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The uterus undergoes intense remodeling in pregnancy and subsequent involution in the postpartum period. One of the anatomical changes that occur in the gravid endometrium is increased glandular density. Parity has been shown to be protective against certain endometrial pathologies probably as a result of retained changes that take place during pregnancy. The findings of the current study may help provide the anatomical basis for different traits noted as the parity rises. Nine rabbits, California white breed (oryctolagus cuniculus), were obtained from a private farmer. The subjects were grouped as follows; primiparous rabbits in group 1, Para 1 and Para 2-3 in group 2, and Para >4 in group 3. Once successfully mated, they were housed in pens, fed, and given adequate supply of water. On day 18 of pregnancy, the rabbits were sacrificed and uterus harvested en bloc. Five-millimeter specimens were obtained from the uterus and processed for light microscopy. Quantification of endometrial glands and their size was done using the computer program Image J. Endometrial gland density was noted to decrease with a rise in parity such that the percentage proportion in the primigravid rabbit was 45% compared to that of 34% and 37.5% in the biparous and multiparous groups respectively. The endometrial gland duct circumference also increased as the parity increased. The present study reveals that a high parity is characterized by fewer, wider endometrial glands.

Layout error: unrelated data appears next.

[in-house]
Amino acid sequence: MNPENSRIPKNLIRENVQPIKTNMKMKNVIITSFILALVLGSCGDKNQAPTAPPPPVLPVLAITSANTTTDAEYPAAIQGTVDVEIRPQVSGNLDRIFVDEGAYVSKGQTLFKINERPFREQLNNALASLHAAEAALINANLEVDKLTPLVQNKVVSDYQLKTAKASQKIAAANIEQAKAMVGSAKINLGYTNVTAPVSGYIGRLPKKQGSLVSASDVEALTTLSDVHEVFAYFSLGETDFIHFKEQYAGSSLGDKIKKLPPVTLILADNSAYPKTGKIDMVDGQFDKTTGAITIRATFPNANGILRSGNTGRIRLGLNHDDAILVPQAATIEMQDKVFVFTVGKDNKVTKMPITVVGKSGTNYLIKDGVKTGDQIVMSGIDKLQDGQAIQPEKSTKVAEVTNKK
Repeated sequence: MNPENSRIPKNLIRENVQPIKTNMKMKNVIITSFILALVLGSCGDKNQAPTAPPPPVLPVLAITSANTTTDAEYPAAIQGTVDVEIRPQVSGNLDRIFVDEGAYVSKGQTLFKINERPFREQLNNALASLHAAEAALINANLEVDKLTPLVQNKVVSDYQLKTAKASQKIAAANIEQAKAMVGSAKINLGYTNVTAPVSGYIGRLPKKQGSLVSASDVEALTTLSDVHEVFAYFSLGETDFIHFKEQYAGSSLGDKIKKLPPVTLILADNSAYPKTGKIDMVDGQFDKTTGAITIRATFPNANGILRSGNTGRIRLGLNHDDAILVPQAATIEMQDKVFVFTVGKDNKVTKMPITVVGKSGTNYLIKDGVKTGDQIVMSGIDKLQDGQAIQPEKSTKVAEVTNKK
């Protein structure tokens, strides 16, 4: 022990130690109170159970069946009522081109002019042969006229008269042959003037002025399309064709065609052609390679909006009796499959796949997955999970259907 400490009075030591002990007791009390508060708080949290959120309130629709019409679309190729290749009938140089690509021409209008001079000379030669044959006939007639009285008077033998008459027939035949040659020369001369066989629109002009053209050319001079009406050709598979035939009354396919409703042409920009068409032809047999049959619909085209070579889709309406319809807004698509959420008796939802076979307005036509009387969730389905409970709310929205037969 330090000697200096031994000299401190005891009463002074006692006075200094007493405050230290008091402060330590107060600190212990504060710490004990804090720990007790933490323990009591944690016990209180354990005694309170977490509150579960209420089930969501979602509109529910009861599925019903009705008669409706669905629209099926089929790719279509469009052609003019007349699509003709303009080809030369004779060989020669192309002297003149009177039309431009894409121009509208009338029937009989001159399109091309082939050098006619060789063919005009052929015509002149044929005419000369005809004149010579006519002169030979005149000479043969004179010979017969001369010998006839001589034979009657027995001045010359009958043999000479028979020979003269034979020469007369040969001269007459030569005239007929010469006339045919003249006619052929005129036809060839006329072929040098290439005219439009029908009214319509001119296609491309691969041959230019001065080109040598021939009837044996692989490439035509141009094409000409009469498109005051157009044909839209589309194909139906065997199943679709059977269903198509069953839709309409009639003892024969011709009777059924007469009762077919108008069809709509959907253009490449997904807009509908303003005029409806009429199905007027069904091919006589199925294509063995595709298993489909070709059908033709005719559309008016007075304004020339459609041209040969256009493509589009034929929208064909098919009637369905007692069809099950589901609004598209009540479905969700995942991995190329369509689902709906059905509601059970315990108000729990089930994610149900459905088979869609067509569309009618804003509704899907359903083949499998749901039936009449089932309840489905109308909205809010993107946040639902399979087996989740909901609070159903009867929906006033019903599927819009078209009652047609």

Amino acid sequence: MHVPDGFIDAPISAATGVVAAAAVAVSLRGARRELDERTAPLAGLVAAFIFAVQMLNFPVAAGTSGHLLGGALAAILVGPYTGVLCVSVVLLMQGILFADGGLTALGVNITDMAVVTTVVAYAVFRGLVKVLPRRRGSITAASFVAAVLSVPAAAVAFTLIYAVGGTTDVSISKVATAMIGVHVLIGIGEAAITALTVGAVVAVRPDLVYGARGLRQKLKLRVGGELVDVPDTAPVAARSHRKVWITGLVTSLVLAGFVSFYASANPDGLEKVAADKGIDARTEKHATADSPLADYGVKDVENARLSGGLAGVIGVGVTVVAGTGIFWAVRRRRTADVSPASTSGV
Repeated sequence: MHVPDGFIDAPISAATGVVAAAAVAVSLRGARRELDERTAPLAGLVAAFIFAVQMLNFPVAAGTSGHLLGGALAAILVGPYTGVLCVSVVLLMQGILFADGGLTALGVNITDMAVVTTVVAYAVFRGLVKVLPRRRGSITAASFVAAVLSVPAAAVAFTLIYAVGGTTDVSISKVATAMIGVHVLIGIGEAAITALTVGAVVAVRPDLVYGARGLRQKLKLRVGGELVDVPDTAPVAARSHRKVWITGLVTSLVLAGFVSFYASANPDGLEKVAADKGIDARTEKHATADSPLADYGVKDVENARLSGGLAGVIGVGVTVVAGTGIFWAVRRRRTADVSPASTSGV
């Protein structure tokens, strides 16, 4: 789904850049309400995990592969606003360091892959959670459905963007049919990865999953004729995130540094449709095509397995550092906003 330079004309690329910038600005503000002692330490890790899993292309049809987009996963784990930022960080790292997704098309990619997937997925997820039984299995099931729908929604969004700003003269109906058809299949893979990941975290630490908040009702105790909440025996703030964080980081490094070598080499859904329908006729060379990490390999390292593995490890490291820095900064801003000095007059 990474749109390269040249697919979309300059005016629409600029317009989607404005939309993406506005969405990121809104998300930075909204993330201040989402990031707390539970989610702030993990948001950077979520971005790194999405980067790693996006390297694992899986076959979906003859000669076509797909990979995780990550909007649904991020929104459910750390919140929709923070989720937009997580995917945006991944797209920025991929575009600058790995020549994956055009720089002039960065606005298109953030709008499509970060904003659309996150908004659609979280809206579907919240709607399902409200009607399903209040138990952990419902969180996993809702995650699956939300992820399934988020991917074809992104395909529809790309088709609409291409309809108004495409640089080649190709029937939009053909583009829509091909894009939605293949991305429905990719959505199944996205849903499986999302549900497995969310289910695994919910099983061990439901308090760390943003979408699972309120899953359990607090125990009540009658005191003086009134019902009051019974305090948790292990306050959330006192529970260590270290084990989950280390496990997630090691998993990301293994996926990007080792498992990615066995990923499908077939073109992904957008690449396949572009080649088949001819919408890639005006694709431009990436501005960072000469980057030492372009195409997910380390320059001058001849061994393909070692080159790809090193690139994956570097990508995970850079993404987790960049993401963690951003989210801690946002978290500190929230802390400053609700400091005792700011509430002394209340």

Key words: Endometrial glands, Parity, Gravidity